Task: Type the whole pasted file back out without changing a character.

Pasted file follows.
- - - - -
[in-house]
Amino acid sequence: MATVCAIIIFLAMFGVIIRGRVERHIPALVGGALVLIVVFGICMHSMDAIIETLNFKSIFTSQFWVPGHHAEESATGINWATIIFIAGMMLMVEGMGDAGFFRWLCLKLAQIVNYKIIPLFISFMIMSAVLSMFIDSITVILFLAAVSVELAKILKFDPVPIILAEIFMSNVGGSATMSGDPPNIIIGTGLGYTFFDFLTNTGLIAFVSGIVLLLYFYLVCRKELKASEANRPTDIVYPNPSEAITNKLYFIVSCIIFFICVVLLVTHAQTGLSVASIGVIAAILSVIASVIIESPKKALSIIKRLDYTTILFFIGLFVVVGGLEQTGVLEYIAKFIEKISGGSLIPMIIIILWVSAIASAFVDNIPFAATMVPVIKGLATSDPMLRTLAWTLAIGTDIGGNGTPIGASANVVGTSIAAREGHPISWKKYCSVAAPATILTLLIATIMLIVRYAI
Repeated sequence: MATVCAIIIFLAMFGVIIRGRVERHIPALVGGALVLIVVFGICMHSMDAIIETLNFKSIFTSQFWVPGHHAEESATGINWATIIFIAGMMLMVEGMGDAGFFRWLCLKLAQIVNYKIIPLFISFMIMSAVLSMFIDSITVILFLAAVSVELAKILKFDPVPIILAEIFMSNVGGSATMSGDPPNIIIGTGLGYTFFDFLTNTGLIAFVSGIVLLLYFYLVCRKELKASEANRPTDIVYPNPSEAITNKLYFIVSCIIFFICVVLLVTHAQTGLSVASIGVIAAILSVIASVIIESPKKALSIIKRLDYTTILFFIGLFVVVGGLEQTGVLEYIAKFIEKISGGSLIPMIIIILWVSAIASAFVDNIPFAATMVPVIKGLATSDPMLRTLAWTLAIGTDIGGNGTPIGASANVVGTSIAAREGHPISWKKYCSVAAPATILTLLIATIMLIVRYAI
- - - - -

[in-house]
Amino acid sequence: MATVCAIIIFLAMFGVIIRGRVERHIPALVGGALVLIVVFGICMHSMDAIIETLNFKSIFTSQFWVPGHHAEESATGINWATIIFIAGMMLMVEGMGDAGFFRWLCLKLAQIVNYKIIPLFISFMIMSAVLSMFIDSITVILFLAAVSVELAKILKFDPVPIILAEIFMSNVGGSATMSGDPPNIIIGTGLGYTFFDFLTNTGLIAFVSGIVLLLYFYLVCRKELKASEANRPTDIVYPNPSEAITNKLYFIVSCIIFFICVVLLVTHAQTGLSVASIGVIAAILSVIASVIIESPKKALSIIKRLDYTTILFFIGLFVVVGGLEQTGVLEYIAKFIEKISGGSLIPMIIIILWVSAIASAFVDNIPFAATMVPVIKGLATSDPMLRTLAWTLAIGTDIGGNGTPIGASANVVGTSIAAREGHPISWKKYCSVAAPATILTLLIATIMLIVRYAI
Repeated sequence: MATVCAIIIFLAMFGVIIRGRVERHIPALVGGALVLIVVFGICMHSMDAIIETLNFKSIFTSQFWVPGHHAEESATGINWATIIFIAGMMLMVEGMGDAGFFRWLCLKLAQIVNYKIIPLFISFMIMSAVLSMFIDSITVILFLAAVSVELAKILKFDPVPIILAEIFMSNVGGSATMSGDPPNIIIGTGLGYTFFDFLTNTGLIAFVSGIVLLLYFYLVCRKELKASEANRPTDIVYPNPSEAITNKLYFIVSCIIFFICVVLLVTHAQTGLSVASIGVIAAILSVIASVIIESPKKALSIIKRLDYTTILFFIGLFVVVGGLEQTGVLEYIAKFIEKISGGSLIPMIIIILWVSAIASAFVDNIPFAATMVPVIKGLATSDPMLRTLAWTLAIGTDIGGNGTPIGASANVVGTSIAAREGHPISWKKYCSVAAPATILTLLIATIMLIVRYAI